Lene said...

That baby fox is just adorable!

Victoria said...

oh that baby fox is so beautiful!

i would have loved to have walked around the ruins of that old house to hear its whispers of the past...lovely....i HAVE to go ireland...its a MUST

Anonymous said...

Stunning Pictures! I hope you will show us progress pictures on the Noro. I tried the pattern and eventually laid it aside in frustration.

Peg-woolinmysoup said...

Teapot Trail - I love it! We are more in to coffee here, but I love my tea and to have it in such gorgeous splendor of a spot!
Is that Cul de Sac taking a look at the ruins with you?
Have fun with Denise!

Anonymous said...

add me to the list of would-be owners for that cottage! wow...and the bluebells...and your lovely socks. do the sock madness people plan on releasing any of those patterns or is it up to the individual designers? I like that round 6 batik one. karen

Marianne said...

What on earth must the kit be thinking...a big wide world indeed but one of such beauty!
Love the window photo, the detail of the stones..a double hung window at that with the arch.
The Moon in all her golden glory.
Really nice socks ye've got there.

Anonymous said...

Greetings, Jo, I have not vistited in awhile, wanted to say hi before I catch up on your blog. I bought my annual Fuschia plant today as it reminds me of Ireland (Maybe it is called something different there, but I remember them being almost like bushes all along the countryside roads) and I buy all my sisters one for Mothers' day every year. Well, I am going to go catch up on your adventures. Regards, Mary

Anonymous said...

Loved the photos and I'm very excited, as one of Deb's shepherds, about our trip there in June. Right now, I'm up to my eyebrows in portable fencing and changing pastures as the sheep are eating faster than the pastures are growing, requiring quite regular paddock changes. Soon, the opposite will be true and I'll only have to change pastures once a week. This every day bit is for the birds...especially since I have portable fencing which has to be moved every time the sheep move...gets old fast, and takes up time I could be visiting with the lambs, training the pigs, or KNITTING!

Dez Crawford said...

On May Day, I couldn't manage a side trip to any real woods, but I squeezed in a walk in a neighborhood park. I did so early and was glad for it.

And that second photo? The gnarled roots? Surely it's a fairie castle ... and I'm with Dawn, I see at least three elven folk in there.

The colors in your photos for this post are over the top, Jo. The bluebells, the ruin ... and the bluebell socks could be a Bailey's ad (that's my favorite collection of blues in those socks, too). The golden moon. That fox kit in a stunning swirl of green ... Your site is a daily travelogue!

For the sock reinforcement I have found the very best thing is serger thread -- it's called "wooly nylon" in Europe and England, so I suspect it's called that in Ireland. too. Rather than poly sewing thread, serger thread is fine and fuzzy, and it blends into a variety of colors. One spool of charcoal will disappear into the toes of black and and other dark color. Serger thread is also the perfect carry-along to keep chenille from worming. I swear by it for a variety of knitting uses.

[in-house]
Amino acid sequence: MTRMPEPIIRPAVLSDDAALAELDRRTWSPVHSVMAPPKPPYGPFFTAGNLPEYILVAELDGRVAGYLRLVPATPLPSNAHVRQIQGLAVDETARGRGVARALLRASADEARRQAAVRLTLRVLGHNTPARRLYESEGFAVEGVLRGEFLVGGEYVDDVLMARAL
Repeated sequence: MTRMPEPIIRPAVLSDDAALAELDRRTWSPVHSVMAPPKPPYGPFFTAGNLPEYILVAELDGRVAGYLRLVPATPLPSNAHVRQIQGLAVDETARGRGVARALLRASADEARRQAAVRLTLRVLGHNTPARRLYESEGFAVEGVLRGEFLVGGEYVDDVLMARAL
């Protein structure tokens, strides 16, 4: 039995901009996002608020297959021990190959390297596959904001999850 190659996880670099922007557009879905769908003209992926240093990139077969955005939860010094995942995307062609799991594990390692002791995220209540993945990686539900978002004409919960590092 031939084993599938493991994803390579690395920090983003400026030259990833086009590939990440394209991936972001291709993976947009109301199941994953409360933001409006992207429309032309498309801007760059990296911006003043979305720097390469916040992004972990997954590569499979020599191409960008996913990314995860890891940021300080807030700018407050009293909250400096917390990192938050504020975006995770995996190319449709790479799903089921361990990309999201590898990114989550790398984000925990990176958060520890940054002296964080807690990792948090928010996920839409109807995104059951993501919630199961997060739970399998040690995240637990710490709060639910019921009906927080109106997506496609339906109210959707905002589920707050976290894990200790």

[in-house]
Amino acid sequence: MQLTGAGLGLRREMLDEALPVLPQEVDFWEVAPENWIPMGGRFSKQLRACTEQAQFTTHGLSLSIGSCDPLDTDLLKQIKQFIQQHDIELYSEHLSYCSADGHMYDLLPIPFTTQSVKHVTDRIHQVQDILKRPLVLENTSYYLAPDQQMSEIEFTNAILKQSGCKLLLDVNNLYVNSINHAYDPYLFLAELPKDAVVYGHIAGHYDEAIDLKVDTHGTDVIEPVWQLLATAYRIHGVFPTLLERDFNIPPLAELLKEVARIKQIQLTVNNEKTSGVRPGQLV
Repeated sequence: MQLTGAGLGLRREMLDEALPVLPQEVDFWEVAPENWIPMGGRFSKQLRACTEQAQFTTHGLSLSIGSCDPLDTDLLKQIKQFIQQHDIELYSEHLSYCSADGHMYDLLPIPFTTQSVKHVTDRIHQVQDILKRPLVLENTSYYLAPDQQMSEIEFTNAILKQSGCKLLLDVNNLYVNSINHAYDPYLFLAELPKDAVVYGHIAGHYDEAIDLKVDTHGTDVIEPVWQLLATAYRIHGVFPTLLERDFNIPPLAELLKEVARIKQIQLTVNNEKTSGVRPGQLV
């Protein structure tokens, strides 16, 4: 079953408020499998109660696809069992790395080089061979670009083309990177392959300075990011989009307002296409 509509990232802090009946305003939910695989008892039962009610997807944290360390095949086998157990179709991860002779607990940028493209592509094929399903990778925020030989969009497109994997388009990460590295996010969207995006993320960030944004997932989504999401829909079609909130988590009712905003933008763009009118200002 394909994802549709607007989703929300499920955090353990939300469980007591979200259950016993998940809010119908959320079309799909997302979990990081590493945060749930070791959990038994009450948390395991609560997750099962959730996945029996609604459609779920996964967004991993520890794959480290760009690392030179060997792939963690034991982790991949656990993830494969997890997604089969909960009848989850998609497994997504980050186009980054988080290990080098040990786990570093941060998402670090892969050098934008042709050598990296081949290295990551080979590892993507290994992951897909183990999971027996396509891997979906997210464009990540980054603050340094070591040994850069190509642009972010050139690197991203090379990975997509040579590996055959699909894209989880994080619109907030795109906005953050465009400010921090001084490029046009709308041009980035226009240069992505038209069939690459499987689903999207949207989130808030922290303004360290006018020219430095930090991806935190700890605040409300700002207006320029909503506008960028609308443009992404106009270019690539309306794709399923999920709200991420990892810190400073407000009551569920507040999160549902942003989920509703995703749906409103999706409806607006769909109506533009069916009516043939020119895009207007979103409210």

I have been sorely tempted to make the jacket you are embarking on. What holds me back is that it seems like it's the sort of thing that would look delightful on a wee sprite like yourself, but I worry that it would not be flattering on a meatier wench like myself. :-)

Cindy/Snid said...

Jo, the fox and the bluebells are beautiful and charming. Thanks for dropping by my blog... I have been sick and am behind in posting and many other things. BUT, the secret shawl is getting done and we will be posting soon!

Fiberjoy said...

Such a post!All the goodness has my brain spinning. :-)

It's difficult to see Mount Massey fleshed out in full, glorious array. What a shame it's only a shell.

Thank you for sharing a glimpse of the beauty of your world.

Marianne said...

I find myself coming back to that second photo....I believe I know the ones who live there.....heh.

Holly said...

Jo -

wonderful pictures, thank you!

I have done the dolman jacket. It is really mindless knitting unless you are compulsive about matching stripes.
Only thing I did differently was the edging working back and forth, knitting together with the edge stitch so that there was no sewing later.

It is a bit loose, but I wear it all the time.

Terrie D. (StarSpry) said...

I just love your pictures of Ireland! The are so beautiful and the little fox is adorable :) Your Mad Bluebell Dance socks look great!

Unknown said...

What a lovely day, the picture of the fox is magical & I'm glad you left it so we could see how small it was. We have a few spots like that near our cottage I'll have to see if I can get picture of the herons this summer.

Mranthe said...

More magic, and the spell of a baby on top of it all! Thank you for Mayday through your eyes.....

I think perhaps we've all earned a bit of a sock respite (she says, with at least three pairs on the needles, no less), and the jacket looks quite the thing to manage it with -- can't wait to see how it works up on your needles!

gail said...

What magical scenery!!!